Aquaculture Interactions Manager – Charlotte Middleton
Charlotte joined Fisheries Management Scotland in 2021, having previously worked at Lloyd’s Register as a Certification Scheme Manager for the Aquaculture Stewardship Council (ASC) voluntary certification scheme, managing certifications for global aquaculture clients working towards certification against the industry-leading ASC Standards. Prior to that, she obtained an MSc in Marine Environmental Management from the University of York, working on a range of projects including fisheries management using GIS mapping software, and researching the biotechnological potential of marine diatoms.

Fisheries Management Scotland are dedicated to conserving and improving the situation for wild fish populations across the range of pressures that they face in Scotland. Charlotte is working to make meaningful changes to aquaculture regulation through engaging with regulators and supporting our members to improve understanding and relationships between the wild fish and aquaculture industries.

Leanne Munro – Secondee: SFCC

Leanne is our newest member of staff, joining as a secondee at the Scottish Fisheries Co-ordination Centre (SFCC). During her time here, Leanne will work alongside The Manager of SFCC to help create standard data collection tools for rivers and fisheries trust as well as review and update current SFCC protocols.

In 2021, Leanne achieved a BSc in Marine Science with Oceanography and Robotics at the University of the Highlands and Islands (UHI) – SAMS, where she enjoyed learning a variety of modules which included the biological clocks of animals and conservation to the dynamics of coastal waters and marine modelling. During her summer breaks, Leanne has worked a couple of seasons as an assistant biologist at the Kyle of Sutherland Fisheries Trust where she got stuck into electrofishing, adult salmon sampling, and GIS mapping just to name a few.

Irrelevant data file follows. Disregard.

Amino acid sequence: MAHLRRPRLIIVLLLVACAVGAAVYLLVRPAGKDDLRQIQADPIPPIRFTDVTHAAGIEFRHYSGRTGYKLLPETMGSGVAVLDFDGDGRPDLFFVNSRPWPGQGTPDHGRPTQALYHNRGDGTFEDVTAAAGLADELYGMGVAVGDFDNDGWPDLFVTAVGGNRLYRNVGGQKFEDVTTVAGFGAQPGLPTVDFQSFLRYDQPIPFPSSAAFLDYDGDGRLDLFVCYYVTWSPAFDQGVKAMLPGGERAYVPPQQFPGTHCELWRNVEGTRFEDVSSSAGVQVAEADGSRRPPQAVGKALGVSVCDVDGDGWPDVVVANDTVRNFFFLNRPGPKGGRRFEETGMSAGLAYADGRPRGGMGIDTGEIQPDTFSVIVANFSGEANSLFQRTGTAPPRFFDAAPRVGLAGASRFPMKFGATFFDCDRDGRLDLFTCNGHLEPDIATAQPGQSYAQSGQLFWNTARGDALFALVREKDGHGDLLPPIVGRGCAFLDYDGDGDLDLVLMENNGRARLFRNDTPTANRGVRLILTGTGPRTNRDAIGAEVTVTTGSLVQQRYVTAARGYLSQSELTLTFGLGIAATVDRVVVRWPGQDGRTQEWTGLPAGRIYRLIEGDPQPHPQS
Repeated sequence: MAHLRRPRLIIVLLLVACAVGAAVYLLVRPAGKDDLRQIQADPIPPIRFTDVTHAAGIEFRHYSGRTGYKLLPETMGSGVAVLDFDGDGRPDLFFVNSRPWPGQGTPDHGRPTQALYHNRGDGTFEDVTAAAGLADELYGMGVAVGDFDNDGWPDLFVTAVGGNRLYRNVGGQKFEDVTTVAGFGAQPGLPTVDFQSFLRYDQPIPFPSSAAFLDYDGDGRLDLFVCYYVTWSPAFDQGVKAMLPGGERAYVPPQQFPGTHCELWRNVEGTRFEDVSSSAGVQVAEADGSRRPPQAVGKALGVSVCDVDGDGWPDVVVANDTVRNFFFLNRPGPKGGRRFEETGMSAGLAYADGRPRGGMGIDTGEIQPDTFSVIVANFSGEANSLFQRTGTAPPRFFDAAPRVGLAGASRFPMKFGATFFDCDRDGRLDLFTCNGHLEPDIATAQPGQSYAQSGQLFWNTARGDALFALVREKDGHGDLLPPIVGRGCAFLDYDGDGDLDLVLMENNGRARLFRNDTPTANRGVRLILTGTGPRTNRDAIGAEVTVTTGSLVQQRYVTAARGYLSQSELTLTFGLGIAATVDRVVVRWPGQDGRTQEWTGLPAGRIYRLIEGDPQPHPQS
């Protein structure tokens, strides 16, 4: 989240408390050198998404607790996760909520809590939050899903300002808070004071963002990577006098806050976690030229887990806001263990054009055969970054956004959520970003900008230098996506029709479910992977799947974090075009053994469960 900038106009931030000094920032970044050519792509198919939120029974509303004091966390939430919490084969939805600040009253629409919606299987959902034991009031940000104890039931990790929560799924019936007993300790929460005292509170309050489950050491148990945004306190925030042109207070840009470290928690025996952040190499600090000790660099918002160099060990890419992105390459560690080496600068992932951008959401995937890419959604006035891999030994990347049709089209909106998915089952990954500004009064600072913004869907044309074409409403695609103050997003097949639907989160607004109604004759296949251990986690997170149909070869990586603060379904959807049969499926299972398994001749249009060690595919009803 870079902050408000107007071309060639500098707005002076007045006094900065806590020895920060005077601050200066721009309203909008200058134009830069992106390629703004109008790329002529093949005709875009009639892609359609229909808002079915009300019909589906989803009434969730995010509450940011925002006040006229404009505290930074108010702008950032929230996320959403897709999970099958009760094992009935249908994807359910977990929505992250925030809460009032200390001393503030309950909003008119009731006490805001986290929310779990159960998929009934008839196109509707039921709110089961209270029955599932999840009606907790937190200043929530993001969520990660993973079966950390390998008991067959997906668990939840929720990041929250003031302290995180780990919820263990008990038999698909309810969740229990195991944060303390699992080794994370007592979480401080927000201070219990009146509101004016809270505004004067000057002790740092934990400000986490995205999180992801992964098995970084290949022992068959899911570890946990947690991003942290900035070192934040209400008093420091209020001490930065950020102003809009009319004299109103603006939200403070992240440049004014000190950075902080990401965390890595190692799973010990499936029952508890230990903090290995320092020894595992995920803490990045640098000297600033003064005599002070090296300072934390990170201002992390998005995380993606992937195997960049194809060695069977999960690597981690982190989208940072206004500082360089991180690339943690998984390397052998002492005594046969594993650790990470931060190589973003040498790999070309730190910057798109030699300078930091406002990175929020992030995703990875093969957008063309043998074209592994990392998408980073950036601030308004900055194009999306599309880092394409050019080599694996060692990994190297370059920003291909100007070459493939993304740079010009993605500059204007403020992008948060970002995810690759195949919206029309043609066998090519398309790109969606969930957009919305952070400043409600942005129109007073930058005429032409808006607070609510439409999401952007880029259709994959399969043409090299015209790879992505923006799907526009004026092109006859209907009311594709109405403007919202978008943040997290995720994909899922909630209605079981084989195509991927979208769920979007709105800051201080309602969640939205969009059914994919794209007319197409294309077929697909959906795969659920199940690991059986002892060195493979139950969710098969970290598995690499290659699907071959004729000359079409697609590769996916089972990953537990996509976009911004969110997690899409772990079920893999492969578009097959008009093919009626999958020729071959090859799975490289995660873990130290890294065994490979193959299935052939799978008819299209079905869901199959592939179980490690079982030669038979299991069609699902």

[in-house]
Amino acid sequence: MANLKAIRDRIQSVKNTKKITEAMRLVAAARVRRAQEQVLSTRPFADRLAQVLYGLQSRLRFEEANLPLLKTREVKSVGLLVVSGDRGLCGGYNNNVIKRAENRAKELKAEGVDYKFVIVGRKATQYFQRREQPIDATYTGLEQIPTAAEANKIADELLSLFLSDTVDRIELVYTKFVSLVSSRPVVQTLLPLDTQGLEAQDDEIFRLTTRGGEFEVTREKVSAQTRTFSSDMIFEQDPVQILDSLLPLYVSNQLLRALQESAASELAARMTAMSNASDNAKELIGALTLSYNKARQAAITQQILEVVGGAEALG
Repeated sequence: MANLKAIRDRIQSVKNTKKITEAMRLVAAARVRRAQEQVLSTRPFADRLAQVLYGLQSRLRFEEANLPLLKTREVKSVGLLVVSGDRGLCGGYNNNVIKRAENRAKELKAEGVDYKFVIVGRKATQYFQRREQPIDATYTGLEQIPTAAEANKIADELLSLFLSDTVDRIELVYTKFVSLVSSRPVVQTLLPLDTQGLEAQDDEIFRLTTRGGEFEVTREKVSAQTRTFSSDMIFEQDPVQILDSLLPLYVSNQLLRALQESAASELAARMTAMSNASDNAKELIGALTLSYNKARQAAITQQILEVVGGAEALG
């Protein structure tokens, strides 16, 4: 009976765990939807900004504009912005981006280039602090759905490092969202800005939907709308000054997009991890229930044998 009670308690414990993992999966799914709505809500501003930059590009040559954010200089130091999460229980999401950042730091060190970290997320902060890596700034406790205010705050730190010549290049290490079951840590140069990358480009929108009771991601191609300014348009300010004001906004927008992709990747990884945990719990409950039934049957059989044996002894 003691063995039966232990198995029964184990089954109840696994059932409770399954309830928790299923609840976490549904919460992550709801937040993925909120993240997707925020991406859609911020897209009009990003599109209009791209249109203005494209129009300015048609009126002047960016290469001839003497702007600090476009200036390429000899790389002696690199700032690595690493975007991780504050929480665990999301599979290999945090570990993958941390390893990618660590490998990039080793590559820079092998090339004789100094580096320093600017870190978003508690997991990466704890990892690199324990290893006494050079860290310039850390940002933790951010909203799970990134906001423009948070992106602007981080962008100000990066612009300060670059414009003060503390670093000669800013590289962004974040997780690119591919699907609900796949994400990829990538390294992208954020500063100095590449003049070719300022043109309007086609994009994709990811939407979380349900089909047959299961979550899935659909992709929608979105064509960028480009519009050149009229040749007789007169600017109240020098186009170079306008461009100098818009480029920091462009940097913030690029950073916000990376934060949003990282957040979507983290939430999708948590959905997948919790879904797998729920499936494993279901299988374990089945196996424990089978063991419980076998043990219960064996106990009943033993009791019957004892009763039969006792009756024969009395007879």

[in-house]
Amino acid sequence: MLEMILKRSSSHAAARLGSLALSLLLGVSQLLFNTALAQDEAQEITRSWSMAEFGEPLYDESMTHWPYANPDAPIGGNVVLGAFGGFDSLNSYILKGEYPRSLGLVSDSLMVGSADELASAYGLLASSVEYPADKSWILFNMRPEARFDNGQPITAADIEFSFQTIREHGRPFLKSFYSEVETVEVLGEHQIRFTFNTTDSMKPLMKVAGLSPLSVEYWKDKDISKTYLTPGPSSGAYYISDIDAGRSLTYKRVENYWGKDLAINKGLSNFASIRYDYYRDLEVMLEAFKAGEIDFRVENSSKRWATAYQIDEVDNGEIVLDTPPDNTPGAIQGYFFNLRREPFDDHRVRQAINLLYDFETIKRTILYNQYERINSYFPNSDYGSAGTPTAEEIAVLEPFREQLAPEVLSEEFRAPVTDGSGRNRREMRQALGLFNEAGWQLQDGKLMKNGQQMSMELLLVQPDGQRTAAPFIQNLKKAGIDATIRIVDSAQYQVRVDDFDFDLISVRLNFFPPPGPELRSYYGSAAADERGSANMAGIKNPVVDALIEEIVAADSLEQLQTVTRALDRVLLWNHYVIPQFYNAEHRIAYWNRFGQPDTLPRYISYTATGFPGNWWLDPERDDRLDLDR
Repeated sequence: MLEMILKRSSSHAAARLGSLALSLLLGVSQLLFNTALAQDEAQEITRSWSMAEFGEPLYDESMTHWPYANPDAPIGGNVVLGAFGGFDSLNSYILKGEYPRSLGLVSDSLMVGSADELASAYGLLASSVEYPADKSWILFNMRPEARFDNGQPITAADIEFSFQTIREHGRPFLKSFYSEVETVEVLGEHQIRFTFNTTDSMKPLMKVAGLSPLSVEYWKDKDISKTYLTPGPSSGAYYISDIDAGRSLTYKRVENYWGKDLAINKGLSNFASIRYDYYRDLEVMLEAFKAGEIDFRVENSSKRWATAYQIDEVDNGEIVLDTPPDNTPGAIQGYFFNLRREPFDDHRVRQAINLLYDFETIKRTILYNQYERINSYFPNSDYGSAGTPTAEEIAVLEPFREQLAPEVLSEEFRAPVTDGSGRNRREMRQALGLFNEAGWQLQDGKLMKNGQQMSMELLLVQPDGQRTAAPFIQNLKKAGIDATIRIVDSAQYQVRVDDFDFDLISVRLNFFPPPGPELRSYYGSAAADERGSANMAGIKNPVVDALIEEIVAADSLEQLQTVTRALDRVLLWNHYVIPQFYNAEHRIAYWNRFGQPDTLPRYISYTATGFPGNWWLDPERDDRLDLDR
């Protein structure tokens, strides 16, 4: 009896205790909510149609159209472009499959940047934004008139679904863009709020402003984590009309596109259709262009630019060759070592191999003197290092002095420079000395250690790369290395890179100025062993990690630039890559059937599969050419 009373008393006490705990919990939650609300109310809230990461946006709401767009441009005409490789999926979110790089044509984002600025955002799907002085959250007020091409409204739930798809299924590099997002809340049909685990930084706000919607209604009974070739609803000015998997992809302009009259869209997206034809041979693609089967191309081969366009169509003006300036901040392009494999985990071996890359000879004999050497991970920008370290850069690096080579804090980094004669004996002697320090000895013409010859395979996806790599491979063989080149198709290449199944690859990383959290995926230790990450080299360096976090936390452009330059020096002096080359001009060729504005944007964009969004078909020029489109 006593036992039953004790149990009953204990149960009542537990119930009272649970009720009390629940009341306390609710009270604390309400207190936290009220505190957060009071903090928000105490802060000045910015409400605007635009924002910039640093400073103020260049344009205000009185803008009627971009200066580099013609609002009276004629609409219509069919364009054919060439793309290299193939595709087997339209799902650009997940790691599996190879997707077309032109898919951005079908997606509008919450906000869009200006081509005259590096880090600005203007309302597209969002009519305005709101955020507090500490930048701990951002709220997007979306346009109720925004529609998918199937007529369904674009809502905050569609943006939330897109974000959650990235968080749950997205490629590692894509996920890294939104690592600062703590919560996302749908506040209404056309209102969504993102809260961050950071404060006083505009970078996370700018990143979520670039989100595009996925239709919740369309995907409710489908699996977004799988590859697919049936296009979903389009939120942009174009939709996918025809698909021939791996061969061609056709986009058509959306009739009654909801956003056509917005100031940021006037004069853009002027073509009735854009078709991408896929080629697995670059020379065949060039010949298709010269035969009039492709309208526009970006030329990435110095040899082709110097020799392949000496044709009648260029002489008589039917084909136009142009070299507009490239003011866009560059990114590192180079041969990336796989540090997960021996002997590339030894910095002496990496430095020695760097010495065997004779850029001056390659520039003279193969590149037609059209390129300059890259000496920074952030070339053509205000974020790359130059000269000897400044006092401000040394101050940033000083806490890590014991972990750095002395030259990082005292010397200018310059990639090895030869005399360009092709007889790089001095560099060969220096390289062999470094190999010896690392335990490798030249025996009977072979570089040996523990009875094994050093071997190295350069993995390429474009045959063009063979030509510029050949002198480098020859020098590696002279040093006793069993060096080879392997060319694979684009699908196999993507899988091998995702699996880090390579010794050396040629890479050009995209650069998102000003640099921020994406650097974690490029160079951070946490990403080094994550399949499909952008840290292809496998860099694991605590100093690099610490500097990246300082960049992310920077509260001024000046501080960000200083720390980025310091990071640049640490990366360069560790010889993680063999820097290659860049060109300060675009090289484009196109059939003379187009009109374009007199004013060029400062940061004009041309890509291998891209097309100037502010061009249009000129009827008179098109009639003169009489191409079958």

Jenny McNeill – Administrative Assistant
Jenny completed her HND in Business in 2018, gaining skills and knowledge of key business functions such as Law, Finance and Communications. She has a passion for customer care generated from 15 years in customer focussed roles. She joins us as Administrative Assistant and looks forward to working with the Fisheries Management Scotland team and its members in achieving their collaborative aims.

Jenny is a keen advocate for citizen science, spending the winter months watching humpback whales along the coast of Fife. She assists in projects based in and around the Firth of Forth and the rest of Scotland, revolving around the Scottish Humpback ID catalogue and social media. These projects aim to create awareness of the presence of cetaceans primarily within the Forth estuary, engaging communities through marine surveys, monitoring and recording data and non-invasive tracking and identification such as photography and collaborating with other citizen scientists to gain a greater understanding of the cetaceans in our waters.